It was very late in the day on that warm July 4 afternoon. I had taken the train down to Union Station and walked across the steet to El Pueblo. Now for those of you who do not know, El Pueblo is where LA all started in 1781. The buildings there around the old town square is where it all started for LA. Now it is pretty much a tourist attraction, but I enjoy going down and watch the people who come and go through the center square.
By the time I got there all of the July 4th celebrations had long been over. The crowds were gone and a cool breeze had started blowing in. The place was pretty much deserted and it had a peaceful feeling to it. I walked around and found me a place to sit on the far side of the square. I was just going to sit there for awhile and enjoy the peacefulness until it was time for me to catch the train downtown to meet up with the nephew.
I had not been sittig there very long at all when I saw them slowly start coming into the square. There were several Hispanic families making their way slowly to
the far side of the square from where I sat. A few of the men had guitars, they
were all in their late fifties and up I would say. They had not come in a group, but
it seemed like they had all just met up there in the square. As the sun was setting and the light breeze was blowing across the square, the men with the guitars started to play, soft slow melodies made their way across the square. You could hear the woman talking among them selves and the music,that was about all you heard. I sat
there and took it all in, feeling like I was easdropping on them.
I first notice her as she was making her way into El Pueblo and coming toward the
square. She had to be 80 years old if she were a day. An older Hispanic woman,
carring a bag of what looked like groceries in each hand. She was holding them
by the loops in the top of the bags and the bottom of the bags almost scraped the ground. She was walking with determination in her walk as if she were in a hurry and had some where she had to be.
She was wearing a dress like my Grandma use to wear alot, a one piece shift that
draped over her and hung straight down, no belt. She hurriedly made her way through
the square between me and the guitar players on the other side. She had almost made her way across the square when the men changed the song they were playing, which had been a lively one, to one that was like a slow waltz of a song. She stopped so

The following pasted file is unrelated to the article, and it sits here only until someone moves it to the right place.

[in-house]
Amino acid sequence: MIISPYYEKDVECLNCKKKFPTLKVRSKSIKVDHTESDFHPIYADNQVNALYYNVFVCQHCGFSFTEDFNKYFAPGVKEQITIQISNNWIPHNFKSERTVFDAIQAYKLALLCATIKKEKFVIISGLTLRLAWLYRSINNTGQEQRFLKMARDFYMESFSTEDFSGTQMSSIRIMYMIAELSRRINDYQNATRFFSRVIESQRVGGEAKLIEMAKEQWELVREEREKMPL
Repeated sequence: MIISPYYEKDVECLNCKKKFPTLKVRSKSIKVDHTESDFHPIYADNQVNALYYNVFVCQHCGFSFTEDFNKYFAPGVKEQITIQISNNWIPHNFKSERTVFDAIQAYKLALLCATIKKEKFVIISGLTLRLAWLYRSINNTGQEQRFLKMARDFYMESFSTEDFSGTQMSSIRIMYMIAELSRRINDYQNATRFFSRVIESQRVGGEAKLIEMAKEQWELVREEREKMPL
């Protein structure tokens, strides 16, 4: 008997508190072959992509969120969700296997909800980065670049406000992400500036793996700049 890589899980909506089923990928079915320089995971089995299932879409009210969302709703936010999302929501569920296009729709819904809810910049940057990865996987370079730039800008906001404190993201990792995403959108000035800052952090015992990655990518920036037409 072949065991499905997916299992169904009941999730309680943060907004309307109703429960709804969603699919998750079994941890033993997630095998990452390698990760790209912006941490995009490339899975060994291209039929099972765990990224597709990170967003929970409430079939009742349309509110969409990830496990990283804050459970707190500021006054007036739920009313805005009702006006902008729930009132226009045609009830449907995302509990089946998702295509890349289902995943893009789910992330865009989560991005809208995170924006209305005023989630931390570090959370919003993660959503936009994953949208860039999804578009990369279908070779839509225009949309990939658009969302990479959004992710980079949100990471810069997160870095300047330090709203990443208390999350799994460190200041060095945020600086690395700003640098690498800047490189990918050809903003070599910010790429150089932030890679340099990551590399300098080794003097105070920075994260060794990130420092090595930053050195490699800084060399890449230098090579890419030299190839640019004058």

suddenly I thought she was going to fall and I started to jump up and help her if she did but she stopped and slowly turned toward the men, watching them as they played. Then she slowly started making her way back across the square until she stopped just a few feet away from the men. She stood there a few seconds and slowly
bent over and set the bags she was holding on the ground.
Then she slowly raised her arms to about shoulder level, and she started dancing.
With her arms raised she would twirl around as if she was dancing with a partner in a slow methodical way. She would sway from side to side and spin around slowly.
She kept in perfect time with the music, and then one of the men started singing
in Spanish, a beautiful melody. It was then I notice she had her eyes closed as she
danced and it was at that moment I realized that though her body was dancing in
front of us, in her mind she was remembering a time in her life long ago when she danced to this as a younger woman. Maybe in was with her boyfriend or maybe in was with
her husband when they were a young couple. It was something so beautiful to watch.
She continured dancing and the men continued to sing and play. Then the song slowly started coming to an end and she slowly lowered her arms and stopped dancing as the song ended. For a brief second or two she just stood there, then she slowly reached down and picked up the bags, she turned and made her way across the square in the direction she had been going and disappeared into the evening.
I was not sure what to do. I just sat there for a few minutes and took it all in. I had just been privelged to watch a very personal moment for this woman.
Things kept running through my mind, wondering about her, her life, who she had been dancing with as we watched. El Pueblo is filled with many spirits of people from
the past. They are all around us as we visit there. But I witnessed what I felt
was a very special event, an old woman dancing with one of those spirits of the past,
and for those brief few minutes, she was in both worlds.